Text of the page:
Silver needle is quite expensive and I would hate to see you waste leaves (I went through that phase couple of months ago)
Yes, me want more info too. I am struggling with some yellow teas that I am finding just booooring. I can taste it, but I'm quite sure that I am not getting the real deal and my brewing is undoubtedly to blame. Whites, for some reason, seem to brew pretty well for me.


Yeah...yellow bored me stiff. I struggled to get through a 50 gram bag. White however has never bored me, but has not excited me as greens and oolongs have.

But it is completely different.

When brewing SN, you have to remember, it is not how much volume of leaf you use...it is how much weight of leaf you use. I generally was going with 5-6 grams (a couple tablespoons) per 6.8 ounces of water. Once you know how much to use, SN is no harder than any other tea. But Whites can vary greatly in density of the leaf. Thus a scale is "helpful" at least in the beginning.

I breezed through my SN pretty quickly, not from wasting it, but really appreciating its subtleties. A session also lasted a long time...many steeps. There was no waste due to using a lot of leaf. I got every bit of flavor out of the leaves before I was done with them.
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Postby Ti » Jul 29th, '08, 20:30

From what I can remember...

I figure the SN would have filled my 4oz tea cup about halfway or so. Put it in a 6 oz tea pot and added 165-180 degree water with which I did a quick initial rinse (why, I don't know...just felt like it at the time) then filled the pot back up again for two minutes. Used a timer so I know it was two minutes. Then poured it into a heated cup. It was really good. No searching around for flavor like the last time. As I'm discovering there is a sweet aftertaste to some tea.

Second two minute infusion was about like the first. Third infusion was for four minutes. Still not bad. Fourth infusion was almost pointless. It turned into tinted water.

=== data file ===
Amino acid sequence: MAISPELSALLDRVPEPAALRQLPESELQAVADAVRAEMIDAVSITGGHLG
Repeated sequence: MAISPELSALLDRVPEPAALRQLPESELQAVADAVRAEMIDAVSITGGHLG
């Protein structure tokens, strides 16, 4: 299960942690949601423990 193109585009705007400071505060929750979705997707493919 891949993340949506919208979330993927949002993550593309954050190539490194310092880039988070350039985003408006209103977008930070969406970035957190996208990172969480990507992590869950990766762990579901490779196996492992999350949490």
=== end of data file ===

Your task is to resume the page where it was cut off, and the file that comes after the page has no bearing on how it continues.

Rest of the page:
When the leaves completely re-hydrated they filled the tea pot more than half way. Maybe this was a lot of tea, maybe it wasn't. It was to me. I only bought a one ounce sampler so I'm not to worried about it. I remembered seeing some youtube videos and being aghast at the amount of tea used in some tiny tea pots. So I figured hey what the hell... pile it in.

I'm probably going to order some more.
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Postby hop_goblin » Aug 8th, '08, 13:42

I enjoyed a nice Silver Needle Jasmine once.
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Silver Needle

Postby Angela Justice » Aug 8th, '08, 15:03

Silver Needle is the finest and most delicate of all white teas. I also consider it to be one of the most delicate teas for tea in general. It comes out very light in the cup. I recommend steeping 1 heaping tablespoon 2 minutes in glass or porcelain in 180F water. You must use very good water. If you have any traces of strong minerals or chlorine, they become very apparent in this tea.

A great silver needle is delicately astringent with a fruity essence. The fruitiness is melon-like; sweet and cleansing to the pallet.

When I drink, I drink quite a bit of our Adagio Silver Needle and usually drink Silver Needle rather than water because it is low in caffeine and very hydrating. It intensifies on your palate as you drink.

That being said, many folks that favor bold oolongs, black teas or puerhs may find this tea too delicate for their tastes. If this is the case, it's simply not your cup of tea. But if you enjoy delicate, ethereal, other worldly drinking experiences, please give Silver Needle a try.
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Postby inspectoring » Aug 9th, '08, 02:52

Well I will post pictures after 19th but untill then let me say this - which is a universal truth for me.

The way the tea tastes, greatly depends on how clean your palate is. For me, and i know this is going to gross out some people, the gyokuro tastes best in AM BEFORE I brush my teeth. It will loose most of its vegetal flavor if I have it after lunch or dinner. Matcha on the other hand, will taste good after brushing teeth. White tea tastes best a couple of hours after brushing but before eating anything - or in the evening - a couple of hours before dinner and couple of hours after lunch.
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Postby Ti » Aug 24th, '08, 11:32

Took a break from the mulch pile today and tried silver needle again. I used about 1 tablespoon.

1. 180 d water - 4 min
2. 150 d water - 10 min
3. 150 d water - 10 min
4. 160 d water - 10 min
5. 160 d water - 12 min

I can't believe I got this many infusions out of it. Infusion #1 was kind of strong. 2 thru 4 were all about the same strength, 5. was getting weak but not just colored water. Probably could have streched a 6th out of it. I'm getting to like this stuff.